On Sept. 26, 514 women at Sacred Heart University prepared to go through sorority recruitment online. Usually, recruitment involves face-to-face interaction in classrooms throughout the university’s buildings. This year, students had to settle for Zoom conversations due to COVID-19 restrictions.
Normally, a woman going through recruitment experiences eight rounds of conversations with each sorority on the first day. Women walk from classroom to classroom to find the sorority they feel most at home with. At the end of the recruitment process, which takes a few days, they run to the quad to be welcomed by their new sorority. With restrictions placed by the National Panhellenic Conference (NPC) due to COVID-19, Sacred Heart believed the best option for recruitment would be an entirely virtual process.
After the weekend, women from both sides of recruitment, as well as the coordinators of the event, had their own opinions about how the virtual process went.
“Overall, despite the entire process being virtual, I felt it still ran quite smoothly. Of course we encountered a couple of technical glitches in the beginning, but all chapters were able to work through it and fix their problems to ensure the remainder of the process was as smooth as possible,” said Nick Frias, the Director of Greek life.
All colleges were required to have contingency plans in case they would not be able to have in-person recruitment. Ultimately, most schools chose the safer, virtual option.
Most women going through the process had positive experiences, but also said that they missed out on the luxuries of in-person recruitment.
Freshman Sam Faeth was one of the many first-year women going through recruitment, and she was unsure how the process would turn out.
“It was very difficult to get a feel for the sororities over Zoom,” said Faeth. “However, that was kind of expected. There were times where someone’s audio would cut out and I’d have to guess what she was saying by reading her lips.”
Faeth said that despite the technical glitches, she is still happy with the sorority she ended up joining, even though the process was not what she expected it to be.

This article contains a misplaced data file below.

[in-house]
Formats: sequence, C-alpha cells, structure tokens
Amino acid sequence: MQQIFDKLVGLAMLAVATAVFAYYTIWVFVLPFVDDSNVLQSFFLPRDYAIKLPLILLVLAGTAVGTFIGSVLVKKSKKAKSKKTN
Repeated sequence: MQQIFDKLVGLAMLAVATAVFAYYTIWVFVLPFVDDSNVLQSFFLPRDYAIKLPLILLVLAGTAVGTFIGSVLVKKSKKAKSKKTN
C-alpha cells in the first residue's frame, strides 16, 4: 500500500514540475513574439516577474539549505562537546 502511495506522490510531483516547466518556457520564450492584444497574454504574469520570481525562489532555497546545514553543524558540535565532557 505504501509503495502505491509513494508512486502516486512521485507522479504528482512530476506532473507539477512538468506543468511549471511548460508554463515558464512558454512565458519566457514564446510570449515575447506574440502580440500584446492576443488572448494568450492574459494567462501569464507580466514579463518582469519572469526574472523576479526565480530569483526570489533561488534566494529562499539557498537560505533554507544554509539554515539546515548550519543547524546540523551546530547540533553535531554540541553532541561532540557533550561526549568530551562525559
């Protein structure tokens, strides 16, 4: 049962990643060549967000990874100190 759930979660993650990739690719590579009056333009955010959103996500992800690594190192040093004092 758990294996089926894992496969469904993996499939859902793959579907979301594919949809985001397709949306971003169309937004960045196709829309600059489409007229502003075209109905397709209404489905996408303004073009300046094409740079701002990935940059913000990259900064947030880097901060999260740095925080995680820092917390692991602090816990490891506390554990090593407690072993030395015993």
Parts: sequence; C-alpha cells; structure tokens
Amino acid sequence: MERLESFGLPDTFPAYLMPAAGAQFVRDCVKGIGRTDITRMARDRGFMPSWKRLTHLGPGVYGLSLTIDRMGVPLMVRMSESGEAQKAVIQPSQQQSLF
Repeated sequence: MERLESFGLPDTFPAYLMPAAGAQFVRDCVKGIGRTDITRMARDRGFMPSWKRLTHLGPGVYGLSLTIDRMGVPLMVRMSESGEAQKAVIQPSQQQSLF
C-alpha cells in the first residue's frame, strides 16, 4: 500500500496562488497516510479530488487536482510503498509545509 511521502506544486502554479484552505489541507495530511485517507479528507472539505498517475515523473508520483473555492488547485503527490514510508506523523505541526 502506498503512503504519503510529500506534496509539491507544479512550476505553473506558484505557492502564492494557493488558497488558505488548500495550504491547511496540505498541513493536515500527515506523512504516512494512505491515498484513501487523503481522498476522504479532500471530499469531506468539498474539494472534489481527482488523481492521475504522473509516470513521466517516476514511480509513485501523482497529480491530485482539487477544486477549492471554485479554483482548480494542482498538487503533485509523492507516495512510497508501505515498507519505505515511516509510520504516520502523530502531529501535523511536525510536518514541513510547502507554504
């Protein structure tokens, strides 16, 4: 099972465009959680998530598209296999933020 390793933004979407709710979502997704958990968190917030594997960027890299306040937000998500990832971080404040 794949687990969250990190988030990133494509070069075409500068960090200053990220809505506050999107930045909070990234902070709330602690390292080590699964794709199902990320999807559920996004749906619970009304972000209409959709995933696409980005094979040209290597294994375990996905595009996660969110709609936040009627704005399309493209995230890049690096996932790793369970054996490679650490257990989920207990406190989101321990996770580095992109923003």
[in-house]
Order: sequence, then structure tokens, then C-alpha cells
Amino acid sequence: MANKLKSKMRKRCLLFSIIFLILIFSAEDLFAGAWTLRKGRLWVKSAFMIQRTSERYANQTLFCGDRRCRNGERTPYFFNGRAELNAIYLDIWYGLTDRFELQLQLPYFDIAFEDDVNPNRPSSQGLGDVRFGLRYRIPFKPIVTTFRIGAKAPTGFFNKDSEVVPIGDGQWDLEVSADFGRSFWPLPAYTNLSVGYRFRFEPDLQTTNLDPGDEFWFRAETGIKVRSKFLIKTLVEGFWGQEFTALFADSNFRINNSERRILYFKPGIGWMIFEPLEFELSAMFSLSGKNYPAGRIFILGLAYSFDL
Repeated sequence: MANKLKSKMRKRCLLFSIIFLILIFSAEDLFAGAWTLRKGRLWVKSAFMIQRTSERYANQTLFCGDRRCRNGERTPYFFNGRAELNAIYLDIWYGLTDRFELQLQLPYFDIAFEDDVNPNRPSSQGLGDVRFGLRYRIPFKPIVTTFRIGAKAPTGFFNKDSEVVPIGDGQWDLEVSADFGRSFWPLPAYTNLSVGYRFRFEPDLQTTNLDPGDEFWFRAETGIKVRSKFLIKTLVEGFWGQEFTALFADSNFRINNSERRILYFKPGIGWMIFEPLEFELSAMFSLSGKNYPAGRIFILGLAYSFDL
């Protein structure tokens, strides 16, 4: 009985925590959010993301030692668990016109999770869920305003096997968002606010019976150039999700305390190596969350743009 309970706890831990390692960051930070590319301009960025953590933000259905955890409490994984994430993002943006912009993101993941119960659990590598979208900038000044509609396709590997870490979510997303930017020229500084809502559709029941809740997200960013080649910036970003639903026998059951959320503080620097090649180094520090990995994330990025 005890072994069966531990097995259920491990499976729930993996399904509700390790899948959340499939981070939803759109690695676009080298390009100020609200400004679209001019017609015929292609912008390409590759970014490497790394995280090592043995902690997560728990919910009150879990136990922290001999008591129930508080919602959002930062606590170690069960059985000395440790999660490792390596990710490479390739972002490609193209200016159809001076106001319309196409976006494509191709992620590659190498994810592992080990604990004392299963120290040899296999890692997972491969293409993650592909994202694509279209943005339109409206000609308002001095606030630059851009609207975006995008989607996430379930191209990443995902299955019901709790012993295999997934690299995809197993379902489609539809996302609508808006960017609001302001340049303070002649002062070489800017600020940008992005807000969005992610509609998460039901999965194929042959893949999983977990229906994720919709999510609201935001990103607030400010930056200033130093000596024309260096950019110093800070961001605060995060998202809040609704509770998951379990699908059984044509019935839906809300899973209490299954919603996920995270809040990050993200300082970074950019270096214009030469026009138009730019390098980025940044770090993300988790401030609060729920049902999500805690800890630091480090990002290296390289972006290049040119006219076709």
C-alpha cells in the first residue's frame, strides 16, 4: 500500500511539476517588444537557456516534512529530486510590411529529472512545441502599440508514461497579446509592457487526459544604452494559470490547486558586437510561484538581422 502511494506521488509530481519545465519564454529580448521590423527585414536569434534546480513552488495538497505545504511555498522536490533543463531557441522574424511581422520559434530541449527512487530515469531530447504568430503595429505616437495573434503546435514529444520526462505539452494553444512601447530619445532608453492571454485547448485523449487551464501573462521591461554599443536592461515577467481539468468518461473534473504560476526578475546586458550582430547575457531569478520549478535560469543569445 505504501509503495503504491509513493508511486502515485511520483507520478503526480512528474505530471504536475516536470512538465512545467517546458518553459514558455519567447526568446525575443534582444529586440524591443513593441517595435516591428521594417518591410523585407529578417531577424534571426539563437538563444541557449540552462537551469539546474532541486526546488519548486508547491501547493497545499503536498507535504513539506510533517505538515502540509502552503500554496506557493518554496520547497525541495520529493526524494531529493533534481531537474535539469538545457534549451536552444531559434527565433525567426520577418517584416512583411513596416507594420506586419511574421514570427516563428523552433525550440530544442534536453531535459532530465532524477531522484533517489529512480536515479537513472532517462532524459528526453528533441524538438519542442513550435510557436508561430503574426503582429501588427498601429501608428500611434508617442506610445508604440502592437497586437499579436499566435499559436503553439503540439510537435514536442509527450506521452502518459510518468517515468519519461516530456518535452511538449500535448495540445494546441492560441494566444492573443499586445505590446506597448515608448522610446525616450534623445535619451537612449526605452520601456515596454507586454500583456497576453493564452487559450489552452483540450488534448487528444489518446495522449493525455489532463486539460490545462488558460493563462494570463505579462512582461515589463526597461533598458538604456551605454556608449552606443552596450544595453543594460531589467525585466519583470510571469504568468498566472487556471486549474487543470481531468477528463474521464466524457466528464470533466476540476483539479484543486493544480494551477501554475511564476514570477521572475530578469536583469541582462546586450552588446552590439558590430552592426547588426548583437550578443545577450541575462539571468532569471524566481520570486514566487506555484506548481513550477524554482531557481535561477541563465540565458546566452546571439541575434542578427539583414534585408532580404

“To me, virtual recruitment wasn’t ideal because I feel like I would have had clearer views on the chapter’s values if I met the chapters in person on Friday instead of a video,” said sophomore Alissa Brandl.
Some students already in sororities had similar experiences to those who were going through the recruitment process.
“I thought recruitment on Zoom was interesting because we could not be in person and talk normally, but online, it felt a little more comfortable because we were in the comfort of our own rooms,” said sophomore Ashley Kenneally.
Other women said it was also a break from the usual scene of only seeing people with their masks on around campus.
“Virtual recruitment allowed us to be safe and also allowed us to see people’s emotions from under their mask,” said junior Savannah Palas.
Due to the fact that there were only two rounds of recruitment as opposed to the typical three during in-person recruitment, many women were drawn to a new sorority joining Sacred Heart’s Panhellenic community, Delta Delta Delta (Tri Delta).
Tri Delta is a national organization. Many women said they were not getting the full experience with the process being virtual and wanted to form their own community from the ground up. This new established sorority on campus had bid day on Oct. 4.
Although not ideal for some, the NPC encouraged the virtual process in hopes of still fostering engagement between the chapters and the women going through recruitment.
“Virtual recruitment proved to me that different didn’t necessarily have to mean bad. Girls in our chapter were still able to connect and bond virtually,” said senior Brianna Blanco. “This goes to show you how resilient and flexible we have all really become.”